Posts: 155
iTrader: 0 / 0%
Default

Quote:
Originally Posted by yari View Post
In progress. Be ready.
Reply With Quote
  #14  
Old 12-30-2012, 11:12 PM
OrenG OrenG is offline
Member
 
Join Date: Jun 2010
Posts: 155
iTrader: 0 / 0%
Default

Quote:
Originally Posted by kcstott View Post
Thats not what Dave was getting at. Just because you have a working model doesn't mean you have a part program no fixturing for said part program.

The things you need to complete this project are,
CNC mill with 3D capability.
Iges file.
Programmer
PArt program
Chunk o aluminum
Prove out the program
Edit program
Prove out program
Then move on to making a first run.

Now just so you understand. You can't ask someone for their part program and run it in your machine. Unless the machines are exactly the same. Not close, not kind of the same but exactly the same down to every last bit of software installed and even then I would test the program first. CNC machine are each different and unique in there programs You may know G code on a Haas but how about Fanuc, ***or, Alan Bradley, Fedal, Hurco, Okuma, Kitumura, Mori Seki etc....
Please don't take this the wrong way I'm not trying to be a jerk. Just stating the facts (Actually I am a jerk so who cares) But CNC are not like printers where you can take a standard format file and hit print and out comes your page no matter what brand and age printer your use.
MAchine tools are completely different. And up until recently, none ran windows in the background
I have an interest in CNC machining and machining in general and understand that it's not as easy as just pushing the button, but frankly when ALL the rest of the work is done, that is what it comes down to essentially in LEGAL terms.

Obviously it's just as difficult to CNC out any firearm whether you have an existing part file or not, so I'm not really clear as to why you're pointing this out as a reason why a particular manufacturer wouldn't make 80% Beretta frames over say, AR15 80% lowers. Both will require the same process to get a finished product.

The main question was the legality of having other people involved in the process and that still being legally you "manufacturing" your own firearm for your own personal usage.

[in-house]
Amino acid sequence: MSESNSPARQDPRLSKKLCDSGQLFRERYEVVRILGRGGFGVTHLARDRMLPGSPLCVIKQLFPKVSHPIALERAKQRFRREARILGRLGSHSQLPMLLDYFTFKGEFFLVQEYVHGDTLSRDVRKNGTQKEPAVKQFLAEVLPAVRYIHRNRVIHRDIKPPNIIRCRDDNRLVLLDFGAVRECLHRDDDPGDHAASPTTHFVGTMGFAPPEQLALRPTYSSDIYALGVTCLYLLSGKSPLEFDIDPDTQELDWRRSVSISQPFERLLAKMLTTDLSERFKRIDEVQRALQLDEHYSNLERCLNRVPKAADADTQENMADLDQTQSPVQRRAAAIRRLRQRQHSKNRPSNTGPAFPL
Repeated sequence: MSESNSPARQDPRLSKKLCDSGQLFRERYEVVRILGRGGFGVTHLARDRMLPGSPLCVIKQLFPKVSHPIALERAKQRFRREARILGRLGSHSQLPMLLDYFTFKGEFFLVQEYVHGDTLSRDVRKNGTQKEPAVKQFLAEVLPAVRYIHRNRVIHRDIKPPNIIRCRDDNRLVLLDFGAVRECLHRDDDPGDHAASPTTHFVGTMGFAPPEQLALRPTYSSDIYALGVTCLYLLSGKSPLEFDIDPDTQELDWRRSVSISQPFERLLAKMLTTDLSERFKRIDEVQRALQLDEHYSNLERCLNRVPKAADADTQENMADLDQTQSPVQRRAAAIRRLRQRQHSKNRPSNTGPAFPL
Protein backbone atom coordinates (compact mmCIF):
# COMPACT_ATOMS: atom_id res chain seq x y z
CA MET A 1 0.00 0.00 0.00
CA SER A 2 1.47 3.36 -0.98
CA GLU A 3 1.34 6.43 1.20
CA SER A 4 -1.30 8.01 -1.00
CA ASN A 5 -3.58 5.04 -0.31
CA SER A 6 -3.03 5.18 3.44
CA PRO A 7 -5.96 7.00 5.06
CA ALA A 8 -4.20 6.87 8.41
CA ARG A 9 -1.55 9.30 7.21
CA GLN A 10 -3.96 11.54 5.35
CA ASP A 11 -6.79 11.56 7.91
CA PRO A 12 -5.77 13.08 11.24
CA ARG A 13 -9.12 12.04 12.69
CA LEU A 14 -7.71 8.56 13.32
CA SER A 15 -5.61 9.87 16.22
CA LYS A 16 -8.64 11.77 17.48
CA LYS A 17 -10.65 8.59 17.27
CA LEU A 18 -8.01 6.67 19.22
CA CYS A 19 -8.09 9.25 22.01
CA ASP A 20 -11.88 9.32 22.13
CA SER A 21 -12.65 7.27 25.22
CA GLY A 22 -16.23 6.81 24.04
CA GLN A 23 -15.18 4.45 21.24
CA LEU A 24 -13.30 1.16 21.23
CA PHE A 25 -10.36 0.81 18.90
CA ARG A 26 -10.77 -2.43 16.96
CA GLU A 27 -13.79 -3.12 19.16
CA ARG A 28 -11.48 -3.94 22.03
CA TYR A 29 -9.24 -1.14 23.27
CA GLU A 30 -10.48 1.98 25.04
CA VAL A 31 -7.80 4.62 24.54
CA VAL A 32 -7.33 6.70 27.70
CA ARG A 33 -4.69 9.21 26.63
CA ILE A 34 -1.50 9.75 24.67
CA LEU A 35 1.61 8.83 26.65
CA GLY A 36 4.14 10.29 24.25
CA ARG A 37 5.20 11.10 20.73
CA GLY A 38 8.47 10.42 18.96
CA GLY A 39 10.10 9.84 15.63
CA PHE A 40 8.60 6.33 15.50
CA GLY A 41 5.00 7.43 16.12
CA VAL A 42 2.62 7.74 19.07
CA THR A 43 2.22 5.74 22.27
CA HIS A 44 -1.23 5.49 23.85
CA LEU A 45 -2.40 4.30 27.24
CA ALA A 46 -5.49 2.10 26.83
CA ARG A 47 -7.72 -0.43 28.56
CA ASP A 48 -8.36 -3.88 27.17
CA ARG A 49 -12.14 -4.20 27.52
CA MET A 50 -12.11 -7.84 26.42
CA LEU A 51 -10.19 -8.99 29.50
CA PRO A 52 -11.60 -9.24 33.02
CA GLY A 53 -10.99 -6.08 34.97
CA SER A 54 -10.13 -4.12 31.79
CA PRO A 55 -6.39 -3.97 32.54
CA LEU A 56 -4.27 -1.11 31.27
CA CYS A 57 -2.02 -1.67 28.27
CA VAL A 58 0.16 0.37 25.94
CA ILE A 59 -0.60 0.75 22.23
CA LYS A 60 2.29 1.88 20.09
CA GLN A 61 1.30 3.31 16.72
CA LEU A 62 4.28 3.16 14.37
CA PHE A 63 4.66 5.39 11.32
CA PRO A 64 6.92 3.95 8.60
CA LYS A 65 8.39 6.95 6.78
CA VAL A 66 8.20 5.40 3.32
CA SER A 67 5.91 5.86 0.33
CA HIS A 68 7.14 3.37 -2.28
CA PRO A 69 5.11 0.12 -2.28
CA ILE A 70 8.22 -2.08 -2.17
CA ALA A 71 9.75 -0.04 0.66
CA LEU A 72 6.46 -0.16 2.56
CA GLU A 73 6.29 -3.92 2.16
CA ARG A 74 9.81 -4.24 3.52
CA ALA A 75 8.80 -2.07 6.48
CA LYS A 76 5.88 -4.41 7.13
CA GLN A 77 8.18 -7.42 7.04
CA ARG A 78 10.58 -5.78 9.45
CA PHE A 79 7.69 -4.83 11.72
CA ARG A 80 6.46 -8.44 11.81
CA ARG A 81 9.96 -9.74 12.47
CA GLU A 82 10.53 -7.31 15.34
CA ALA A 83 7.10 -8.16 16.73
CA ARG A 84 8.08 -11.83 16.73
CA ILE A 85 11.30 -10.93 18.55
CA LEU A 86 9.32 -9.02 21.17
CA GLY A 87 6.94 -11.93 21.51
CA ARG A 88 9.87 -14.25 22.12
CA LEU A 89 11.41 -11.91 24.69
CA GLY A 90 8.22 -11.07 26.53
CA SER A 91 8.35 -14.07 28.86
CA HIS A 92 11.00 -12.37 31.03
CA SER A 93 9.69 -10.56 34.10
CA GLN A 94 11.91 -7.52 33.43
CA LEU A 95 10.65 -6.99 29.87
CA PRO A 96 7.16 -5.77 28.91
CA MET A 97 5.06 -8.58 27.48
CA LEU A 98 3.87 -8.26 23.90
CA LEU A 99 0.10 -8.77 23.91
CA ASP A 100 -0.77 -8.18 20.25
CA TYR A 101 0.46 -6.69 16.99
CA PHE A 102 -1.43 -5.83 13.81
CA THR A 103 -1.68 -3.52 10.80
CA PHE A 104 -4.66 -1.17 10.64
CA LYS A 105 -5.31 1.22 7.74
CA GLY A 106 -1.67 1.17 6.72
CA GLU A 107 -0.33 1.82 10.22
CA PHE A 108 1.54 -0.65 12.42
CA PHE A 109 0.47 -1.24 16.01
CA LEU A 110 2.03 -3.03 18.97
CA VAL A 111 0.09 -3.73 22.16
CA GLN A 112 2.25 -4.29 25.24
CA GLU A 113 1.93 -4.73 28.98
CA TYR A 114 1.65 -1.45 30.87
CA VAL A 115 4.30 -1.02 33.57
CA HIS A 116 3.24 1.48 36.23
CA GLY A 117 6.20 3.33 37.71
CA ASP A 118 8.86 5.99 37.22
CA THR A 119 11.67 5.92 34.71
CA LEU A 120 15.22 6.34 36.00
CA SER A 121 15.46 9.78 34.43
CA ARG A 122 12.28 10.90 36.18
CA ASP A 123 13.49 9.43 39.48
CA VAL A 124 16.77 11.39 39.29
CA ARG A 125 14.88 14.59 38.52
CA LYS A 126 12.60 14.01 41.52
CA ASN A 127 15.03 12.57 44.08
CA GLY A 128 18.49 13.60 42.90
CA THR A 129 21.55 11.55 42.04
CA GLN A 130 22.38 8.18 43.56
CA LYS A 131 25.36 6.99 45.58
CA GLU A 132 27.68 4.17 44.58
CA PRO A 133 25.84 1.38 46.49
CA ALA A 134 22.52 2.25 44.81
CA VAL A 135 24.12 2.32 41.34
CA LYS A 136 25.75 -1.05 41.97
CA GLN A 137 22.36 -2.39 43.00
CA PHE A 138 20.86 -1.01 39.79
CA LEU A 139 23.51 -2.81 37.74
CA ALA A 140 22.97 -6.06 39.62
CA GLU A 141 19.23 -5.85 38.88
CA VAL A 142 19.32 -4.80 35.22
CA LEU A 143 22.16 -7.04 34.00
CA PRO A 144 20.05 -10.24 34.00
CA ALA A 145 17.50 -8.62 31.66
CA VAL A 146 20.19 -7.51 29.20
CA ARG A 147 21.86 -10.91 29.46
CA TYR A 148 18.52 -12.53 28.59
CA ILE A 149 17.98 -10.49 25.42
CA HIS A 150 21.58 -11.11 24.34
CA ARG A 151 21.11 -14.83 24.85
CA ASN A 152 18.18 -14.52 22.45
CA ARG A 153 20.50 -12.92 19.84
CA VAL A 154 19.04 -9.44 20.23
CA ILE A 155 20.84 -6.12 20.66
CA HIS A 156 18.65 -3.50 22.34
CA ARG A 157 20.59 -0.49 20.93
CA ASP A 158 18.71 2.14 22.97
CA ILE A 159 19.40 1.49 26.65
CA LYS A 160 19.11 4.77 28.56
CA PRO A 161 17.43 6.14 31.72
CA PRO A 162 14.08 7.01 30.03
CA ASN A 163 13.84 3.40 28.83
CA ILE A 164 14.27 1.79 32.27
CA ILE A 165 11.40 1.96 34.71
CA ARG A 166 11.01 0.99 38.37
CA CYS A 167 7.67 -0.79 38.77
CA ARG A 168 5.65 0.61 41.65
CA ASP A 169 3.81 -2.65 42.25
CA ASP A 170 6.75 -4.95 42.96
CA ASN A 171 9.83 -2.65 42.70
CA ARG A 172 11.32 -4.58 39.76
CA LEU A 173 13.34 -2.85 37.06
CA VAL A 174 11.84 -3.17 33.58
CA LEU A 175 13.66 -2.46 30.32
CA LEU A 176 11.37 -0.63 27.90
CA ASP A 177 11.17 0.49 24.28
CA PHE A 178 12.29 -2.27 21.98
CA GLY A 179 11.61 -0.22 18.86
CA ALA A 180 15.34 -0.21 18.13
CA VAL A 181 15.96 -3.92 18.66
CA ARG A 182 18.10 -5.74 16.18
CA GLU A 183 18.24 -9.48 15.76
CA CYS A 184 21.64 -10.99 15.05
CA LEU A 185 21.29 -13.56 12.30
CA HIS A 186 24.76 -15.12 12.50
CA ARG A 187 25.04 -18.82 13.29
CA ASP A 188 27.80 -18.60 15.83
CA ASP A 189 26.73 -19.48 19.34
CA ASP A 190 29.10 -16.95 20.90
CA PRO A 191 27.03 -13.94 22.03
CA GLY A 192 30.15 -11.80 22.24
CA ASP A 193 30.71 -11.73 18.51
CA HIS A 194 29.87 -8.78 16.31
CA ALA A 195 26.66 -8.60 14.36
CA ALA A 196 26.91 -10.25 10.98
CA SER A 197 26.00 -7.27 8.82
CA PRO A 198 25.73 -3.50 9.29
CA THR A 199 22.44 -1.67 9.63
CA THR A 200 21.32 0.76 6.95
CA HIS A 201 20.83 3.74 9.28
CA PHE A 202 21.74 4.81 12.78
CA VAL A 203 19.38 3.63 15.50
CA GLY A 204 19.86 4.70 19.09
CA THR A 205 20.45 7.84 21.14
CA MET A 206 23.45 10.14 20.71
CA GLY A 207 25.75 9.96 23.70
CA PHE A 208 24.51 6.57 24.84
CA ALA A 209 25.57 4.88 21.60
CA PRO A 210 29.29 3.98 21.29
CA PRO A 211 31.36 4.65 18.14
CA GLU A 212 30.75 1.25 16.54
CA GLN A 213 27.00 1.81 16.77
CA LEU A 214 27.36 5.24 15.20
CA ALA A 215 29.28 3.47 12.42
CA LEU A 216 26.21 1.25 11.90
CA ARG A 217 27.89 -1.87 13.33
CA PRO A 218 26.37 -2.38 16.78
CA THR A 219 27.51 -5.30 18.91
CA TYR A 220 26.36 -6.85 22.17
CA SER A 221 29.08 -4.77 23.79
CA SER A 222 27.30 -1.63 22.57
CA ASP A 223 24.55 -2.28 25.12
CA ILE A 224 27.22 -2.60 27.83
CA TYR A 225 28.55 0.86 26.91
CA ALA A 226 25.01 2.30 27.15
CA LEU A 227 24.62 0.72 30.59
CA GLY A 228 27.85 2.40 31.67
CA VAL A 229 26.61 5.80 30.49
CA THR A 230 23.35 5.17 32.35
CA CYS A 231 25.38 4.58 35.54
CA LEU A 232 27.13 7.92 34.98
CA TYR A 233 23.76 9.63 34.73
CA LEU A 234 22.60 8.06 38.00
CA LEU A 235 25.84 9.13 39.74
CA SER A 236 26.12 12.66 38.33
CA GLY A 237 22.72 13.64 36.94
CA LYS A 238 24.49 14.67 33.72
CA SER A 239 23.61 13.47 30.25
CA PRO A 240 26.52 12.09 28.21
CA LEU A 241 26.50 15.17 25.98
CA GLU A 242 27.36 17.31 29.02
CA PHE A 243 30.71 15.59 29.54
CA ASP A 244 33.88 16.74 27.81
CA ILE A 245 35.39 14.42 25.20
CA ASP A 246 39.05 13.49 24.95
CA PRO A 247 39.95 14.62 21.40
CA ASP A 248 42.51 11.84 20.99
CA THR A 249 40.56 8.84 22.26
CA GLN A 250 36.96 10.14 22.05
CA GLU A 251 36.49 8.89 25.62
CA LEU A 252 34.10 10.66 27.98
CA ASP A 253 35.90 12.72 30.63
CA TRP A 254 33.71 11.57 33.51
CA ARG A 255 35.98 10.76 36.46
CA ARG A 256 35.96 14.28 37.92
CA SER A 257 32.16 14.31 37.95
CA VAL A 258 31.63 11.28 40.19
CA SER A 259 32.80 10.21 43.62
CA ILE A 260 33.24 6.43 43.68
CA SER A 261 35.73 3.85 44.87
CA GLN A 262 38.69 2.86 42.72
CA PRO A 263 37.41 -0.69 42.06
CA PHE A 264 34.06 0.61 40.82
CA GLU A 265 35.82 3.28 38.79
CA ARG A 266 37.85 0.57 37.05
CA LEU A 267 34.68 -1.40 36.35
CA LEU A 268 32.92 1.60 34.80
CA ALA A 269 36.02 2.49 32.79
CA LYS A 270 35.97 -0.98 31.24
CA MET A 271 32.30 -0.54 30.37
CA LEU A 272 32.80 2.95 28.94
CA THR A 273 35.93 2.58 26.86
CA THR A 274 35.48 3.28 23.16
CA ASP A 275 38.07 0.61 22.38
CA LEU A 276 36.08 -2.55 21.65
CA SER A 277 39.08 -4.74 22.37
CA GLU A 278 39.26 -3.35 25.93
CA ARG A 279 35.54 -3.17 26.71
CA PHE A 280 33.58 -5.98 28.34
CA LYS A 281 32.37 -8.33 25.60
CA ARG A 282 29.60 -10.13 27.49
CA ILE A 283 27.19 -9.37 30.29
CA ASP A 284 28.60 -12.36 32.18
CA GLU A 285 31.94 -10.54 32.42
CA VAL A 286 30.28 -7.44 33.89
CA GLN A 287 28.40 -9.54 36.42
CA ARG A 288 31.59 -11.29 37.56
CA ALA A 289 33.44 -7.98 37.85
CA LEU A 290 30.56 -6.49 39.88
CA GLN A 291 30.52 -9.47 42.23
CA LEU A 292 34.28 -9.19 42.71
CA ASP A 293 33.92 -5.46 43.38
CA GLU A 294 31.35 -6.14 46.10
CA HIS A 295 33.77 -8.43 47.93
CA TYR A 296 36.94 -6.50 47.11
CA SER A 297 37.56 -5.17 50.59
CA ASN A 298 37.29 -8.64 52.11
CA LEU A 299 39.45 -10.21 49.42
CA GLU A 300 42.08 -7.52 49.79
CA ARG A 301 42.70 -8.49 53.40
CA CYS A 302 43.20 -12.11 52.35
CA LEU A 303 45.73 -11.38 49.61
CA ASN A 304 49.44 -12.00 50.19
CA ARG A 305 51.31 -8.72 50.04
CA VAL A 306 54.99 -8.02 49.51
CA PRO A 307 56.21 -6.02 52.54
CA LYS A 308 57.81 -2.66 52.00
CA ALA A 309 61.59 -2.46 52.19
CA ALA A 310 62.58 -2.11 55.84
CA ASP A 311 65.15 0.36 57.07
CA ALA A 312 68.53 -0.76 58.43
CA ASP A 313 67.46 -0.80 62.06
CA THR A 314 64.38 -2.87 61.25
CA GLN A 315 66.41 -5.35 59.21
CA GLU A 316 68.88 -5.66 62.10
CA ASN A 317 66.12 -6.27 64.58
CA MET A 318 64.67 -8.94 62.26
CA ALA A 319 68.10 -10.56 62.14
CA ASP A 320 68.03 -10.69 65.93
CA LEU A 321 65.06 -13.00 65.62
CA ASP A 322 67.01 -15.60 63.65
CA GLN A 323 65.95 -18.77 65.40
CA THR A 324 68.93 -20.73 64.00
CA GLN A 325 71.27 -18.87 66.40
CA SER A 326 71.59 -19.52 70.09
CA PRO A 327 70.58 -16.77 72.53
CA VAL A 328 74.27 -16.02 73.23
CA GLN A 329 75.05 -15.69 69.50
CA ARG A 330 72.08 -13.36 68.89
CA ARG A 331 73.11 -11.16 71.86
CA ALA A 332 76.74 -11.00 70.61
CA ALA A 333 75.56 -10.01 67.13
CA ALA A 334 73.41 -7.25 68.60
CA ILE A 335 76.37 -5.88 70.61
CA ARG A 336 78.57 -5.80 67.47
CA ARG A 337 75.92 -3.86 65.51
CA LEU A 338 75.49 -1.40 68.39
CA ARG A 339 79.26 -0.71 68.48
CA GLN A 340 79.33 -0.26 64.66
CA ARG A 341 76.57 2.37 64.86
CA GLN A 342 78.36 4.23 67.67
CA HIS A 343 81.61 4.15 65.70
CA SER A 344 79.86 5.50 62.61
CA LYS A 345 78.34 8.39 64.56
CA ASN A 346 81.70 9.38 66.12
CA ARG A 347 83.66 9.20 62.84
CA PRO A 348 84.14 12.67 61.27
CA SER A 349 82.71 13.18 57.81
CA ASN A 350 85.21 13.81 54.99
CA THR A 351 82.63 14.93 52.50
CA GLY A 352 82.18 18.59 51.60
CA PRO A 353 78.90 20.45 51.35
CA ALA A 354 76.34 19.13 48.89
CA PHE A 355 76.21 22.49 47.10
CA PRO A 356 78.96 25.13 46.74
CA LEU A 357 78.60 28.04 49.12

Last edited by OrenG; 12-31-2012 at 1:17 AM..
Reply With Quote
  #15  
Old 12-31-2012, 10:33 AM
bigcalidave's Avatar
bigcalidave bigcalidave is offline
Pre-Banned
CGN Contributor - Lifetime
 
Join Date: Jan 2009
Location: Oregon
Posts: 4,680
iTrader: 29 / 100%
Default

Because you said this
Quote:
I guess the only way to make one of these is just find a willing machine shop that will let you press the button, and have the frame machined from 6061-T6 aluminum.
We were pointing out that it will NOT be that easy. There is a tremendous amount of setup and machining. More than an AR or 1911 frame, from what I can see. All the rest of the work isn't done yet. Did you want the 80% process? You have to design an 80% frame that you can machine for a reasonable amount, then send it off to the ATF for a letter of determination to show that what you will be selling isn't a firearm. For a new product, that would probably take almost a year.

You asked about patents, but nowhere did you ask about the legality of pushing the button.
__________________
Contact me about Advertising on Calguns.net
Marketing Director, Calguns.net
Dave Shore
NRA Life Member


Reply With Quote
  #16  
Old 12-31-2012, 10:43 AM
ptoguy2002's Avatar
ptoguy2002 ptoguy2002 is offline
Veteran Member
 
Join Date: Jul 2006
Location: The OC.
Posts: 3,555
iTrader: 37 / 100%
Default

92 frames are fairly elaborate / complicated compared to a 1911 frame. Your average machine shop isn't going to handle it.
Tannery shop had cast versions way back, but I don't see anybody doing 80% M9s, and won't happen unless there are lots of demilled M9s coming onto the market, which there won't be because they will likely toast the slides.
I'd love to have one myself though, but don't see it happening.
__________________
WTB: HK21A1 & HK13E parts
WTB: Project & fixer upper guns: Old beaters needing some TLC, C&Rs, Mauser's, Colt's, Beretta's, & HK's
Reply With Quote
  #17  
Old 12-31-2012, 10:43 AM
ptoguy2002's Avatar
ptoguy2002 ptoguy2002 is offline
Veteran Member
 
Join Date: Jul 2006
Location: The OC.
Posts: 3,555
iTrader: 37 / 100%
Default

92 frames are fairly elaborate / complicated compared to a 1911 frame. Your average machine shop isn't going to handle it.
Tannery shop had cast versions way back, but I don't see anybody doing 80% M9s, and won't happen unless there are lots of demilled M9s coming onto the market, which there won't be because they will likely toast the slides.
I'd love to have one myself though, but don't see it happening.
__________________
WTB: HK21A1 & HK13E parts
WTB: Project & fixer upper guns: Old beaters needing some TLC, C&Rs, Mauser's, Colt's, Beretta's, & HK's